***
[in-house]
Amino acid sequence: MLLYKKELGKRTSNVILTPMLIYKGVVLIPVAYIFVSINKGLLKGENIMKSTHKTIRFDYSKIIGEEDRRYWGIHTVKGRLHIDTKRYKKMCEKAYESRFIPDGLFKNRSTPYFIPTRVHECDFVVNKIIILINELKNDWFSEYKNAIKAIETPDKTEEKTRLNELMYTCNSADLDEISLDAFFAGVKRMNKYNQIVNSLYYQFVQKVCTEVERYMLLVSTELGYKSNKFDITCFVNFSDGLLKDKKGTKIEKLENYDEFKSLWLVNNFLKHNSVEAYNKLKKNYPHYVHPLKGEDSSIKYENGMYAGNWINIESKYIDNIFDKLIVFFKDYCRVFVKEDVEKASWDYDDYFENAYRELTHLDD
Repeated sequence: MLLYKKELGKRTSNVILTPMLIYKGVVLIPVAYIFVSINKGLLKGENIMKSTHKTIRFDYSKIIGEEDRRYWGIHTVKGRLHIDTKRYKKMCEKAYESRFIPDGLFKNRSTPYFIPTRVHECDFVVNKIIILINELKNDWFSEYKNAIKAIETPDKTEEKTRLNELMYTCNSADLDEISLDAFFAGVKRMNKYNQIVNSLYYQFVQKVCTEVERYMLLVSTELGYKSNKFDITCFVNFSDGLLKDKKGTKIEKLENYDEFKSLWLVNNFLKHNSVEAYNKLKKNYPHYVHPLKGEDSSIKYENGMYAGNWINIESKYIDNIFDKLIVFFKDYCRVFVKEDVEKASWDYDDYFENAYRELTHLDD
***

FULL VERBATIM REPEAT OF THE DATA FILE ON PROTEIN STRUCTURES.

[in-house]
Amino acid sequence: MLLYKKELGKRTSNVILTPMLIYKGVVLIPVAYIFVSINKGLLKGENIMKSTHKTIRFDYSKIIGEEDRRYWGIHTVKGRLHIDTKRYKKMCEKAYESRFIPDGLFKNRSTPYFIPTRVHECDFVVNKIIILINELKNDWFSEYKNAIKAIETPDKTEEKTRLNELMYTCNSADLDEISLDAFFAGVKRMNKYNQIVNSLYYQFVQKVCTEVERYMLLVSTELGYKSNKFDITCFVNFSDGLLKDKKGTKIEKLENYDEFKSLWLVNNFLKHNSVEAYNKLKKNYPHYVHPLKGEDSSIKYENGMYAGNWINIESKYIDNIFDKLIVFFKDYCRVFVKEDVEKASWDYDDYFENAYRELTHLDD
Repeated sequence: MLLYKKELGKRTSNVILTPMLIYKGVVLIPVAYIFVSINKGLLKGENIMKSTHKTIRFDYSKIIGEEDRRYWGIHTVKGRLHIDTKRYKKMCEKAYESRFIPDGLFKNRSTPYFIPTRVHECDFVVNKIIILINELKNDWFSEYKNAIKAIETPDKTEEKTRLNELMYTCNSADLDEISLDAFFAGVKRMNKYNQIVNSLYYQFVQKVCTEVERYMLLVSTELGYKSNKFDITCFVNFSDGLLKDKKGTKIEKLENYDEFKSLWLVNNFLKHNSVEAYNKLKKNYPHYVHPLKGEDSSIKYENGMYAGNWINIESKYIDNIFDKLIVFFKDYCRVFVKEDVEKASWDYDDYFENAYRELTHLDD